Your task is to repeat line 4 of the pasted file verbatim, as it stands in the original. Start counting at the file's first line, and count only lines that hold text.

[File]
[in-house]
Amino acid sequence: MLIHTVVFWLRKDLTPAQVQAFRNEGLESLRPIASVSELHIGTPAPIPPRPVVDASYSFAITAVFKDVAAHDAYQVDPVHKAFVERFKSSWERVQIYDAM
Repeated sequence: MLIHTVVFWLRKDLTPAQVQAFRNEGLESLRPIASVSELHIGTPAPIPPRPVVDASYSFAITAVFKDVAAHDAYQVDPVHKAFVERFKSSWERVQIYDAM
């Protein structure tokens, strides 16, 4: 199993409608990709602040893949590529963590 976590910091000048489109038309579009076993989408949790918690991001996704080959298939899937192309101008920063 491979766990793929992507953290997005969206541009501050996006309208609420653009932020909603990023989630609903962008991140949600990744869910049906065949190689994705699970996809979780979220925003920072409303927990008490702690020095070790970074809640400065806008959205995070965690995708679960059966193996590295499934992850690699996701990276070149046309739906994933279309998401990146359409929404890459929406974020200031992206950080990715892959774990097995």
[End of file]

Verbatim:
């Protein structure tokens, strides 16, 4: 199993409608990709602040893949590529963590 976590910091000048489109038309579009076993989408949790918690991001996704080959298939899937192309101008920063 491979766990793929992507953290997005969206541009501050996006309208609420653009932020909603990023989630609903962008991140949600990744869910049906065949190689994705699970996809979780979220925003920072409303927990008490702690020095070790970074809640400065806008959205995070965690995708679960059966193996590295499934992850690699996701990276070149046309739906994933279309998401990146359409929404890459929406974020200031992206950080990715892959774990097995």